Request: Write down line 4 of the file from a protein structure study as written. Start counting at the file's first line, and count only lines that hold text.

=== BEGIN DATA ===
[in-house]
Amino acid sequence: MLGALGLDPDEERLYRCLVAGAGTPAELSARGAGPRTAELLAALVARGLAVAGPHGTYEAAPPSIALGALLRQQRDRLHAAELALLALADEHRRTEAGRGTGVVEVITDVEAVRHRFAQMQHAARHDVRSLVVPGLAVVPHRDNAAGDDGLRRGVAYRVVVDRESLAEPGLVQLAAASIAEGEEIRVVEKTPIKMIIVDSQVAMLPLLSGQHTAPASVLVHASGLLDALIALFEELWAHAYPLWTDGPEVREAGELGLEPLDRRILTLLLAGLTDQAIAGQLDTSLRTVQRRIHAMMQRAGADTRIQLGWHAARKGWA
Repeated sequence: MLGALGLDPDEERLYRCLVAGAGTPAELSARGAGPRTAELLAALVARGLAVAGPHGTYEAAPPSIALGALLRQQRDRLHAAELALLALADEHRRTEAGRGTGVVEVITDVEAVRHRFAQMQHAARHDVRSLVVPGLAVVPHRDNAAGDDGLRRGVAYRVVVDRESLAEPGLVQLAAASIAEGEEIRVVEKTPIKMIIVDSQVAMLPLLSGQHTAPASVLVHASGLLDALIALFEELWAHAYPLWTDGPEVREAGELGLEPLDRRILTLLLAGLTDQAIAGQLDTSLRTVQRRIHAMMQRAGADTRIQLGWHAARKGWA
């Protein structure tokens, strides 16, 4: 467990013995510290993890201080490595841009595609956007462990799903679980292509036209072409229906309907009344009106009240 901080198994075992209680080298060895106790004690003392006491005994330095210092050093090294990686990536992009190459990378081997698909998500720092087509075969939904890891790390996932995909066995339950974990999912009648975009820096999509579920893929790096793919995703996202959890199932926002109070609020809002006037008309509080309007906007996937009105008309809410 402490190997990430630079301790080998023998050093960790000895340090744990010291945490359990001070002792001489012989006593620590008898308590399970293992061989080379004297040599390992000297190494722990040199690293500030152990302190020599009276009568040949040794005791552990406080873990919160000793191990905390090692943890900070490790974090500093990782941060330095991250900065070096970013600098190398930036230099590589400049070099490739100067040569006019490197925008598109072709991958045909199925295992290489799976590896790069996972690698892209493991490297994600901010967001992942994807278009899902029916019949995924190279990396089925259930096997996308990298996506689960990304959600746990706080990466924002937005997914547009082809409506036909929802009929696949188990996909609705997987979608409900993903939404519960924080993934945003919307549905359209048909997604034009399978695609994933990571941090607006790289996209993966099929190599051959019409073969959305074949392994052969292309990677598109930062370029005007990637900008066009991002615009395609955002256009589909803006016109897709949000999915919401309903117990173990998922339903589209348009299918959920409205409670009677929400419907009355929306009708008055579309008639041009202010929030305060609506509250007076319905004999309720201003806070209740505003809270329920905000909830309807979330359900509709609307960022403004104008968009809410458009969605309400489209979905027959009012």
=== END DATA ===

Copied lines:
């Protein structure tokens, strides 16, 4: 467990013995510290993890201080490595841009595609956007462990799903679980292509036209072409229906309907009344009106009240 901080198994075992209680080298060895106790004690003392006491005994330095210092050093090294990686990536992009190459990378081997698909998500720092087509075969939904890891790390996932995909066995339950974990999912009648975009820096999509579920893929790096793919995703996202959890199932926002109070609020809002006037008309509080309007906007996937009105008309809410 402490190997990430630079301790080998023998050093960790000895340090744990010291945490359990001070002792001489012989006593620590008898308590399970293992061989080379004297040599390992000297190494722990040199690293500030152990302190020599009276009568040949040794005791552990406080873990919160000793191990905390090692943890900070490790974090500093990782941060330095991250900065070096970013600098190398930036230099590589400049070099490739100067040569006019490197925008598109072709991958045909199925295992290489799976590896790069996972690698892209493991490297994600901010967001992942994807278009899902029916019949995924190279990396089925259930096997996308990298996506689960990304959600746990706080990466924002937005997914547009082809409506036909929802009929696949188990996909609705997987979608409900993903939404519960924080993934945003919307549905359209048909997604034009399978695609994933990571941090607006790289996209993966099929190599051959019409073969959305074949392994052969292309990677598109930062370029005007990637900008066009991002615009395609955002256009589909803006016109897709949000999915919401309903117990173990998922339903589209348009299918959920409205409670009677929400419907009355929306009708008055579309008639041009202010929030305060609506509250007076319905004999309720201003806070209740505003809270329920905000909830309807979330359900509709609307960022403004104008968009809410458009969605309400489209979905027959009012």